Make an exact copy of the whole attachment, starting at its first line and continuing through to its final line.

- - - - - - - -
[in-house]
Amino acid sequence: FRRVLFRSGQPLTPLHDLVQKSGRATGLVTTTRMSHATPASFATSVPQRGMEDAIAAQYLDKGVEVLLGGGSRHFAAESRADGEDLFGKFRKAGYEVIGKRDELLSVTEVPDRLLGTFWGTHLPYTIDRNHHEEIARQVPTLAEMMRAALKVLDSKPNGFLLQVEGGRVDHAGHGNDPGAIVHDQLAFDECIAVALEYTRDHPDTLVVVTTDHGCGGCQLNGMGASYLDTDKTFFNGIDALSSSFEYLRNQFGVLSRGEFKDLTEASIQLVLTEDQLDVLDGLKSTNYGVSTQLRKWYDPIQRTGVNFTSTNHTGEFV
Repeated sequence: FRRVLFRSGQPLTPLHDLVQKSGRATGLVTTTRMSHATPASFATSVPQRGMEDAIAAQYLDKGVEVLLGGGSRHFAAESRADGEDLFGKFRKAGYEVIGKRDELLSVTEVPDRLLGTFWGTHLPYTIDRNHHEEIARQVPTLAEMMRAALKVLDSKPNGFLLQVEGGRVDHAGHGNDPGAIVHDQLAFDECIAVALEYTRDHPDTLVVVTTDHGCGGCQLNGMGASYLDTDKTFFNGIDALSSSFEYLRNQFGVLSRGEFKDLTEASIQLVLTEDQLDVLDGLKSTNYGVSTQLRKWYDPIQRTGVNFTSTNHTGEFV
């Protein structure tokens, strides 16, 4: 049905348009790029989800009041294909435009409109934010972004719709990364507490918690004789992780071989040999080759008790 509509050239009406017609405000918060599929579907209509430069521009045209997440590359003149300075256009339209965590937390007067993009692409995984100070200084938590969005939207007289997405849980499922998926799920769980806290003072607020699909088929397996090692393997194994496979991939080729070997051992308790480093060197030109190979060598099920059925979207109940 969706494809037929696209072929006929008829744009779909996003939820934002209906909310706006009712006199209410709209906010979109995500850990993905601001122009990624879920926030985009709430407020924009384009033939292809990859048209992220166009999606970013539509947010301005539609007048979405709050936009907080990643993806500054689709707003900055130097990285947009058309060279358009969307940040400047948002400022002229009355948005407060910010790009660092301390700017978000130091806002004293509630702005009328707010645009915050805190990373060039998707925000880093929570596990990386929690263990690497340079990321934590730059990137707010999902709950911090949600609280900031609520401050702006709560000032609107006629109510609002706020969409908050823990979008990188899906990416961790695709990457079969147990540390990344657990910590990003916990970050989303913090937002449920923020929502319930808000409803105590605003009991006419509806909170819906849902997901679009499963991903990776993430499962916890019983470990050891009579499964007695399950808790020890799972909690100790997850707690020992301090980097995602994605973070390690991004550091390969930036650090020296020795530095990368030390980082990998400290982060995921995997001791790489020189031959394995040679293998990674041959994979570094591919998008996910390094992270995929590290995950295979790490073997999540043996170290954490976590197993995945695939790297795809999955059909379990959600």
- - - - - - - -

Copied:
[in-house]
Amino acid sequence: FRRVLFRSGQPLTPLHDLVQKSGRATGLVTTTRMSHATPASFATSVPQRGMEDAIAAQYLDKGVEVLLGGGSRHFAAESRADGEDLFGKFRKAGYEVIGKRDELLSVTEVPDRLLGTFWGTHLPYTIDRNHHEEIARQVPTLAEMMRAALKVLDSKPNGFLLQVEGGRVDHAGHGNDPGAIVHDQLAFDECIAVALEYTRDHPDTLVVVTTDHGCGGCQLNGMGASYLDTDKTFFNGIDALSSSFEYLRNQFGVLSRGEFKDLTEASIQLVLTEDQLDVLDGLKSTNYGVSTQLRKWYDPIQRTGVNFTSTNHTGEFV
Repeated sequence: FRRVLFRSGQPLTPLHDLVQKSGRATGLVTTTRMSHATPASFATSVPQRGMEDAIAAQYLDKGVEVLLGGGSRHFAAESRADGEDLFGKFRKAGYEVIGKRDELLSVTEVPDRLLGTFWGTHLPYTIDRNHHEEIARQVPTLAEMMRAALKVLDSKPNGFLLQVEGGRVDHAGHGNDPGAIVHDQLAFDECIAVALEYTRDHPDTLVVVTTDHGCGGCQLNGMGASYLDTDKTFFNGIDALSSSFEYLRNQFGVLSRGEFKDLTEASIQLVLTEDQLDVLDGLKSTNYGVSTQLRKWYDPIQRTGVNFTSTNHTGEFV
């Protein structure tokens, strides 16, 4: 049905348009790029989800009041294909435009409109934010972004719709990364507490918690004789992780071989040999080759008790 509509050239009406017609405000918060599929579907209509430069521009045209997440590359003149300075256009339209965590937390007067993009692409995984100070200084938590969005939207007289997405849980499922998926799920769980806290003072607020699909088929397996090692393997194994496979991939080729070997051992308790480093060197030109190979060598099920059925979207109940 969706494809037929696209072929006929008829744009779909996003939820934002209906909310706006009712006199209410709209906010979109995500850990993905601001122009990624879920926030985009709430407020924009384009033939292809990859048209992220166009999606970013539509947010301005539609007048979405709050936009907080990643993806500054689709707003900055130097990285947009058309060279358009969307940040400047948002400022002229009355948005407060910010790009660092301390700017978000130091806002004293509630702005009328707010645009915050805190990373060039998707925000880093929570596990990386929690263990690497340079990321934590730059990137707010999902709950911090949600609280900031609520401050702006709560000032609107006629109510609002706020969409908050823990979008990188899906990416961790695709990457079969147990540390990344657990910590990003916990970050989303913090937002449920923020929502319930808000409803105590605003009991006419509806909170819906849902997901679009499963991903990776993430499962916890019983470990050891009579499964007695399950808790020890799972909690100790997850707690020992301090980097995602994605973070390690991004550091390969930036650090020296020795530095990368030390980082990998400290982060995921995997001791790489020189031959394995040679293998990674041959994979570094591919998008996910390094992270995929590290995950295979790490073997999540043996170290954490976590197993995945695939790297795809999955059909379990959600």